Descriptions of changing weather feature often in Muir’s writings, but in his trips to Alaska, we find especially rich descriptions and aesthetic judgments with respect to the aurora borealis:
I ran out in auroral excitement, and sure enough here was another aurora…. And though colorless and steadfast, its intense, solid, white splendor, noble proportions, and fineness of finish excited boundless admiration. In form and proportion it was like a rainbow, a bridge of one span five miles wide; and so brilliant, so fine and solid and homogeneous in every part, I fancy that if all the stars were raked together into one windrow, fused and welded and run through some celestial rolling-mill, all would be required to make this one glowing white colossal bridge.
On another occasion, but found in the same chapter:
… I lay down on the moraine in front of the cabin and gazed and watched. Hour after hour the wonderful arch stood perfectly motionless, sharply defined and substantial-looking as if it were a permanent addition to the furniture of the sky. At length while it yet spanned the inlet in serene unchanging splendor, a band of fluffy, pale gray, quivering ringlets came suddenly all in a row over the eastern mountain-top, glided in nervous haste up and down the under side of the bow and over the western mountain-wall….
– Muir, Auroras, Travels in Alaska
Muir’s descriptive aesthetics provides a collection of aesthetic concepts and connected non-aesthetic concepts, while also suggesting the varieties of aesthetic value and disvalue afforded by experiences of ice and atmosphere. Consider the range from the passages quoted: “ineffably fine light,” “majestic ice-river,” “basins of azure ice,” “wonderful grace of motion,” “solemn harmony of water sounds,” “low dragging mist,” “maze of crevasses,” “dizzy edges,” “singing in low tones,” “wonders of their near and far-off fountains,” “glowing white colossal bridge,” and “serene unchanging splendor.” Many of his descriptions mention the colors of ice and snow, whites, greys, crystal, etc., but we also find him describing the pebbles, mud, dirt, boulders, and moraines – less attractive maybe, yet just as integral to such environments which occur through glacial melting and movement.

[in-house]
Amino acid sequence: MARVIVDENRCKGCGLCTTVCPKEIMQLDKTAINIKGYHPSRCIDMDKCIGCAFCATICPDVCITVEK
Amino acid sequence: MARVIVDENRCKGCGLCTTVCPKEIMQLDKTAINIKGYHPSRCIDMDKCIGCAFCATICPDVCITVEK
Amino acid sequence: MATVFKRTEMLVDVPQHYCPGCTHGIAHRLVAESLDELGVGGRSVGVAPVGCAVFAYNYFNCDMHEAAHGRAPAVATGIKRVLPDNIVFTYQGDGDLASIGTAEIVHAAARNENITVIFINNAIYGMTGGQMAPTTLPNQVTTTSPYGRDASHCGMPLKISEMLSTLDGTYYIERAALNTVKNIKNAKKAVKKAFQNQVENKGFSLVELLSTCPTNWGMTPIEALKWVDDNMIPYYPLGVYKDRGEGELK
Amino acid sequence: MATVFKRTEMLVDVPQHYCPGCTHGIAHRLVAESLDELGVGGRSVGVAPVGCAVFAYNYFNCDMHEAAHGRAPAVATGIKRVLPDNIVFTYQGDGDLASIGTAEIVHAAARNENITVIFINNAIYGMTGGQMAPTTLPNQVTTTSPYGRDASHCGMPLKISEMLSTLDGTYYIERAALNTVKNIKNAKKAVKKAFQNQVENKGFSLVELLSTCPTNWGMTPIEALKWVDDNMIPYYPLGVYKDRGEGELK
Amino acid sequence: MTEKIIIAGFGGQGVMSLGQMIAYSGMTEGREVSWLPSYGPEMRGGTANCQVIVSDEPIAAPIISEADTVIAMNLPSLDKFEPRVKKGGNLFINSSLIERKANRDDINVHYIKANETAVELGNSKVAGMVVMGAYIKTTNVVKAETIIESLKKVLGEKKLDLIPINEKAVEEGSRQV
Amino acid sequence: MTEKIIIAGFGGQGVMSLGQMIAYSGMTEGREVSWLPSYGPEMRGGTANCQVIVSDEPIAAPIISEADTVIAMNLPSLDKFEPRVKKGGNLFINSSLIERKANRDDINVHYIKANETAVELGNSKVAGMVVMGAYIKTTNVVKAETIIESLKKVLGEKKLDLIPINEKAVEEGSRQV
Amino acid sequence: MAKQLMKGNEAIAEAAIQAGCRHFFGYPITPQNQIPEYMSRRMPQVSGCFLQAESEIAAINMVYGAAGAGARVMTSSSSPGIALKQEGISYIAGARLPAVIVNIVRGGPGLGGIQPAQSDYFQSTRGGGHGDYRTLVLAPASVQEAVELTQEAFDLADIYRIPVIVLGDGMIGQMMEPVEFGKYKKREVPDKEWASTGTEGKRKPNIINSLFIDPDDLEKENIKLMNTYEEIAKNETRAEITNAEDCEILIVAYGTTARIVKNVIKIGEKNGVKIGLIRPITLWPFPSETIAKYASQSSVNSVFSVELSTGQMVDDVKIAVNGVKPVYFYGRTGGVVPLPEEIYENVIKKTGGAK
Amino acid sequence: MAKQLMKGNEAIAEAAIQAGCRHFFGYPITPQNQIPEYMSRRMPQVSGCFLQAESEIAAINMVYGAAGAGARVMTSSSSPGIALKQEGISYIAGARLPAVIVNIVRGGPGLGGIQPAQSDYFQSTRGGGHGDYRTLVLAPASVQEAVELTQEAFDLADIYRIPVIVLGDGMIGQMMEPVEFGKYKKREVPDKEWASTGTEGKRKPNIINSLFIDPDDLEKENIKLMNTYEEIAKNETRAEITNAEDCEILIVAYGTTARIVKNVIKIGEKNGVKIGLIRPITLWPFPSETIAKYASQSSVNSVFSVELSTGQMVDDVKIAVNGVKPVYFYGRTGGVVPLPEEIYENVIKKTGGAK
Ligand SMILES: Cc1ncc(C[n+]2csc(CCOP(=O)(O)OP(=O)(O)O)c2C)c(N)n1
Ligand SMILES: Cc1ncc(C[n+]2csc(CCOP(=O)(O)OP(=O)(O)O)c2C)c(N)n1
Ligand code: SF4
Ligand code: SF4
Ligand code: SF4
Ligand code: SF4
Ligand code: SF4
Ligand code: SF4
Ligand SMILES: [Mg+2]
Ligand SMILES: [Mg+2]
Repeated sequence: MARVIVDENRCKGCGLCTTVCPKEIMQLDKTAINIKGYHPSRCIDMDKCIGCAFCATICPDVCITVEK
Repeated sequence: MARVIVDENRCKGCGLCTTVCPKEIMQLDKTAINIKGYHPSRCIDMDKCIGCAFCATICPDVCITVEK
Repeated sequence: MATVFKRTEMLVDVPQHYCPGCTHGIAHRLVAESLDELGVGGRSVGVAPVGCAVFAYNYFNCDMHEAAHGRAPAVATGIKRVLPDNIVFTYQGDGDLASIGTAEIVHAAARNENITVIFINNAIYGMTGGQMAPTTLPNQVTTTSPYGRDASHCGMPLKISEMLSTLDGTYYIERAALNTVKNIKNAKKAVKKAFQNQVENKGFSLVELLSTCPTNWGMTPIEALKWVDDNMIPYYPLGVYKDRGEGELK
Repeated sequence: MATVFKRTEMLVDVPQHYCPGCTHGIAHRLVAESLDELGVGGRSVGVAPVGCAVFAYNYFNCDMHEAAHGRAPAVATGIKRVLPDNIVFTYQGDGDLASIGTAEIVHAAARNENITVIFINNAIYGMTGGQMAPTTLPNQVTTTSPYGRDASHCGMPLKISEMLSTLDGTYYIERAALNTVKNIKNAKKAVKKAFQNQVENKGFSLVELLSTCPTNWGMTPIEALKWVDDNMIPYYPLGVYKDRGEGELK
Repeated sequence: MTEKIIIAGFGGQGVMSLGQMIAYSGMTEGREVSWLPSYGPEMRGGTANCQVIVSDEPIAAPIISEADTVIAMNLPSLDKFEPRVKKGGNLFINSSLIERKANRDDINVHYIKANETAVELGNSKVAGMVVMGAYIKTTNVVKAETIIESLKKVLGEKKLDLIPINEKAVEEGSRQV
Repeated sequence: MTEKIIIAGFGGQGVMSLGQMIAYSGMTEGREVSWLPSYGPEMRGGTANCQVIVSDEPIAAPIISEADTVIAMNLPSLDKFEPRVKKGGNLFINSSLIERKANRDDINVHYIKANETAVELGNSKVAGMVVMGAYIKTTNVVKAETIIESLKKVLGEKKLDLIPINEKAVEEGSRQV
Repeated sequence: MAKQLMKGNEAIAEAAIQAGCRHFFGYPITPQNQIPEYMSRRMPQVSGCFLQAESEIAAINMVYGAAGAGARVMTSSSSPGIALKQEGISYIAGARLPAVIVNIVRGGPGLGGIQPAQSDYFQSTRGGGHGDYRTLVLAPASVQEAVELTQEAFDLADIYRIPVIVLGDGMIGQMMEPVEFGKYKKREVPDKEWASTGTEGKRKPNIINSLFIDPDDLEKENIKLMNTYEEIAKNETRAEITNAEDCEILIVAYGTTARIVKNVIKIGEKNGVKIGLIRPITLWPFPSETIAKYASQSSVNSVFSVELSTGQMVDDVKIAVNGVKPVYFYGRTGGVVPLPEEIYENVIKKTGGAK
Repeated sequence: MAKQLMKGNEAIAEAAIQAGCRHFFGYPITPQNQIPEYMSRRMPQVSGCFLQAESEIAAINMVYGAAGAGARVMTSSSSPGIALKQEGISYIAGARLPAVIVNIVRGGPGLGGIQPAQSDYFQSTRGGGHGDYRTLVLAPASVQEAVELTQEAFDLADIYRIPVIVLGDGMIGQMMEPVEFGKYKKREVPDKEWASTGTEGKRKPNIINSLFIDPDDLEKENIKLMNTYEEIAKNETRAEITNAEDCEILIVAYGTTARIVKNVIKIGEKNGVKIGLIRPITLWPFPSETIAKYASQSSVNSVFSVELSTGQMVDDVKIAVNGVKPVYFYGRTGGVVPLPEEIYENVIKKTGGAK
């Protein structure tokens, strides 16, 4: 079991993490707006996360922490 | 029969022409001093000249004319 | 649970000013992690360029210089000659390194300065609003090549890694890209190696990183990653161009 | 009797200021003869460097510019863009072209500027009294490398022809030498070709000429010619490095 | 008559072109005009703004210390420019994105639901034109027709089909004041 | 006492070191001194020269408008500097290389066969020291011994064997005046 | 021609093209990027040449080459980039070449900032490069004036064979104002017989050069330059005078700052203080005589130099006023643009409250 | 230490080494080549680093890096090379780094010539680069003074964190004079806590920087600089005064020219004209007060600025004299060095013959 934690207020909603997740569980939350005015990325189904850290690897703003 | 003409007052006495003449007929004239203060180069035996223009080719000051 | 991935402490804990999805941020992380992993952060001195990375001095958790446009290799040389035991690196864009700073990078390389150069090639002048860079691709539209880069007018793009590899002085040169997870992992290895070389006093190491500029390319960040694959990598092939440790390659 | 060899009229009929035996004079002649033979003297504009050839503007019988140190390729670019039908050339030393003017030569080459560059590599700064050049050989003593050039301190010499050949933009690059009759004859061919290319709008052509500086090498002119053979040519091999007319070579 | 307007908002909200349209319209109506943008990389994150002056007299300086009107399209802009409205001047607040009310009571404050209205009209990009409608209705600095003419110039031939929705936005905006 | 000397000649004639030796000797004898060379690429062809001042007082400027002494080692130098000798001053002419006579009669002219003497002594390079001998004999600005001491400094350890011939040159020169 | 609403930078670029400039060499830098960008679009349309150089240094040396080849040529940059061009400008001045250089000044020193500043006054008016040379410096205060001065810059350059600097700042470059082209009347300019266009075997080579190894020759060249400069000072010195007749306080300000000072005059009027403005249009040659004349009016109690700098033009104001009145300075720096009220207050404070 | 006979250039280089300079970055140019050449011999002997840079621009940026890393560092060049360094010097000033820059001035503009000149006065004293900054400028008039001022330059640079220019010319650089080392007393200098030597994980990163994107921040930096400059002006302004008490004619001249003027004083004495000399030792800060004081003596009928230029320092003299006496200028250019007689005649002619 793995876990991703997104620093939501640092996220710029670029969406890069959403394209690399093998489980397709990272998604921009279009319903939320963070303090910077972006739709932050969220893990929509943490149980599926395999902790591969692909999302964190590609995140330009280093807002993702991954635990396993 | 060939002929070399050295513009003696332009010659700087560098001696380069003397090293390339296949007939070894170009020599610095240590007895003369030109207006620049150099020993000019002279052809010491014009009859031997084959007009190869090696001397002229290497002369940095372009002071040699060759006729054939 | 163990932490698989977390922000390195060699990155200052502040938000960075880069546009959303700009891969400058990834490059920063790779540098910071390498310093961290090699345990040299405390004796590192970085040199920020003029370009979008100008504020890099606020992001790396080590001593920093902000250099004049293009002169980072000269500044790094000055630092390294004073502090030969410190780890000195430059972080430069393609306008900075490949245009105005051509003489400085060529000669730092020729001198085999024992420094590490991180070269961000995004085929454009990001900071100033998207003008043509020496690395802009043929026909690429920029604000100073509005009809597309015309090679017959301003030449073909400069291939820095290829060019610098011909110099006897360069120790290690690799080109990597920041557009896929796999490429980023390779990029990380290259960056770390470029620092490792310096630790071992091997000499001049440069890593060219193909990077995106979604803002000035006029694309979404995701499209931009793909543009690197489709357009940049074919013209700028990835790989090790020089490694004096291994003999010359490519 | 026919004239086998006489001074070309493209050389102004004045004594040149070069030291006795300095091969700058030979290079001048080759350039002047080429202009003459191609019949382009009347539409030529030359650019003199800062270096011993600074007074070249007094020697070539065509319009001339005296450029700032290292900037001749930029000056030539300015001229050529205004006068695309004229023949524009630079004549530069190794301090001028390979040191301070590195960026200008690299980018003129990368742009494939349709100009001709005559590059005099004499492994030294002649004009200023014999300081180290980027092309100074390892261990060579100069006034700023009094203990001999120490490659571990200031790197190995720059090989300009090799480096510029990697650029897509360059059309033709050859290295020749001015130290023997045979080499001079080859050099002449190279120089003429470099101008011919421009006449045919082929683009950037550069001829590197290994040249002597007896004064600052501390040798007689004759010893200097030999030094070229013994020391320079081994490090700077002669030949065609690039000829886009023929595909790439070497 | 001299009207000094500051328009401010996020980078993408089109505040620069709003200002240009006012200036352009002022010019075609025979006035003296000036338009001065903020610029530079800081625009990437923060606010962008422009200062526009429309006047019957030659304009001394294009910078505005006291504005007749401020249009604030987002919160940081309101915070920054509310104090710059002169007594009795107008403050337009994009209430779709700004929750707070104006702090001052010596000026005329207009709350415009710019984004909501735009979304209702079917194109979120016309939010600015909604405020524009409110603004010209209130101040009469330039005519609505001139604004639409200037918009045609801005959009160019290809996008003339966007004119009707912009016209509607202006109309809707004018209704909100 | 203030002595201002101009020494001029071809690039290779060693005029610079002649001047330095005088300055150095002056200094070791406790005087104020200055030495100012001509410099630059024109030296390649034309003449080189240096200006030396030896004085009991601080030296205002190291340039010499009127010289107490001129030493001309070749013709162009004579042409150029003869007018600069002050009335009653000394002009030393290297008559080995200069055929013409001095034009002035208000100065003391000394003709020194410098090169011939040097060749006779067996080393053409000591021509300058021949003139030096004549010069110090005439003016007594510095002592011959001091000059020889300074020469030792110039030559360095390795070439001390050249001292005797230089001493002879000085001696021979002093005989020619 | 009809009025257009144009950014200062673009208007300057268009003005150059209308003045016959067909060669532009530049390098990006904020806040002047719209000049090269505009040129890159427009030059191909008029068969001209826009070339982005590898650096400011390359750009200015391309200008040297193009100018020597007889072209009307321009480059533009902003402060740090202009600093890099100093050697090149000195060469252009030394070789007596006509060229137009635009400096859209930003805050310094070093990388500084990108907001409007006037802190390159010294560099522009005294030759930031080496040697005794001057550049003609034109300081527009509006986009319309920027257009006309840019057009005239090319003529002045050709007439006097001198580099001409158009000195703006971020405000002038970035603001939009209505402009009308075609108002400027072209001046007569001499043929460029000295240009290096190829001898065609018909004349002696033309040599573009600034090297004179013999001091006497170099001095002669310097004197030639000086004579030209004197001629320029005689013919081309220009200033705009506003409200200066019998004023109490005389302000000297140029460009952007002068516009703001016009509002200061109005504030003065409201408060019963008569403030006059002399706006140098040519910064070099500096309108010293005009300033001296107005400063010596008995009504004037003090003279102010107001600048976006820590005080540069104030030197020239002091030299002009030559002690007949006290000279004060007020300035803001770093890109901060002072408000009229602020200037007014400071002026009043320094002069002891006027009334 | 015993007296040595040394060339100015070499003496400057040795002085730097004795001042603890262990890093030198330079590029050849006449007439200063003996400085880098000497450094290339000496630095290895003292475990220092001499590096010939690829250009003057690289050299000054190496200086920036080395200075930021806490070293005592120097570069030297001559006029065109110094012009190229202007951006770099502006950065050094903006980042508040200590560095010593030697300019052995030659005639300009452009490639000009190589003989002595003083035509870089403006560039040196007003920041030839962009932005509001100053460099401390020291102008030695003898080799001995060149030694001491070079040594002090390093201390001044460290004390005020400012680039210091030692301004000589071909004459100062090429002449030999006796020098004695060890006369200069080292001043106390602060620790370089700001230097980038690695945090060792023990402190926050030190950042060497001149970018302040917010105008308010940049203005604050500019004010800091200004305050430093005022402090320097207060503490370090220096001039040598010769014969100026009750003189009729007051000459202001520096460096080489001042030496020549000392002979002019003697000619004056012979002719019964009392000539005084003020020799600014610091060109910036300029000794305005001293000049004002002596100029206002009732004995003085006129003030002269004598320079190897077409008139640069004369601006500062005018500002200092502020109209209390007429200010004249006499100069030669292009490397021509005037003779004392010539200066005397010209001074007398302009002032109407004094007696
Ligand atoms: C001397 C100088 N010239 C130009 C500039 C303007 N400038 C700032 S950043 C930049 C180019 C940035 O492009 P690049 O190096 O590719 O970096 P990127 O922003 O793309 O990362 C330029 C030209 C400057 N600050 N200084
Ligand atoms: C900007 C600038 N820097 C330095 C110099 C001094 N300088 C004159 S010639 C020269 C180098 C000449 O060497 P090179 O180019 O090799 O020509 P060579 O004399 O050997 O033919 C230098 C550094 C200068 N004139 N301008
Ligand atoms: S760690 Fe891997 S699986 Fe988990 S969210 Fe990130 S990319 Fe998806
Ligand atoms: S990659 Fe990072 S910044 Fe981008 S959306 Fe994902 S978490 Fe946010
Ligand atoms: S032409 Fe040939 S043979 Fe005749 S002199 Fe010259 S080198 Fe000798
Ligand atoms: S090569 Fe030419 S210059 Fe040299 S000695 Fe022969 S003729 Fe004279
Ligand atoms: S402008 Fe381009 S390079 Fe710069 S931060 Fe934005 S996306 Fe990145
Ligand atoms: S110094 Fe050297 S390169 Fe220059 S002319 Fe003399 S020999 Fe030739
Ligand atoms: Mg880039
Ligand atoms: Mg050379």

Thinking again about the interactions between aesthetics and ethics, Muir’s interweaving of the aesthetic, religious, and scientific can be said to spawn an ethical stance. His partly self-taught knowledge of botany, geology, and natural history, and keen observations grounded in intimate experience of the places he explored, give rise to a strong sense of the natural world as greater than himself and humanity at large. Sometimes, this is expressed in aesthetic terms through descriptions that either name or suggest grandeur and the sublime. At other times, his judgments are of admiration based in what I would characterize as a neighboring and sometimes overlapping category to aesthetics: wonder. Viewing himself as humbled rather than as master, Muir conveys a strong sense of humility toward the natural world, showing disdain, even misanthropy toward ‘man.’ Such humility runs through much of his work.
Set beside this humility, though, aesthetic and other forms of injustice can be argued to stem from his writings. For example, the creation of US national parks like Yosemite involve a legacy of displacement and land dispossession of indigenous and other persons. Today, national parks and other public lands continue to be less inclusive places for aesthetic and recreational enjoyment (some organizations such as the Next 100 Coalition are working to change this). Recent controversy about Muir centers on this issue. In moving beyond Muir, more diverse stories and accounts of the natural world and nature-human relationships can provide fertile ground for descriptive aesthetics, from the arts and cultural artifacts to ‘traditional ecological knowledge.’ In thinking about aesthetics in our current age – and our ethical responses – these sources will both inspire and demand reflection.
Notes on Contributor:
Emily Brady is Professor of Philosophy at Texas A&M University, where she also holds the Susanne M. and Melbern G. Glasscock Director’s Chair at the Glasscock Center for Humanities Research. She has published several books, including: The Sublime in Modern Philosophy: Aesthetics, Ethics, and Nature (Cambridge University Press, 2013) and Aesthetics of the Natural Environment (Edinburgh University Press, 2003).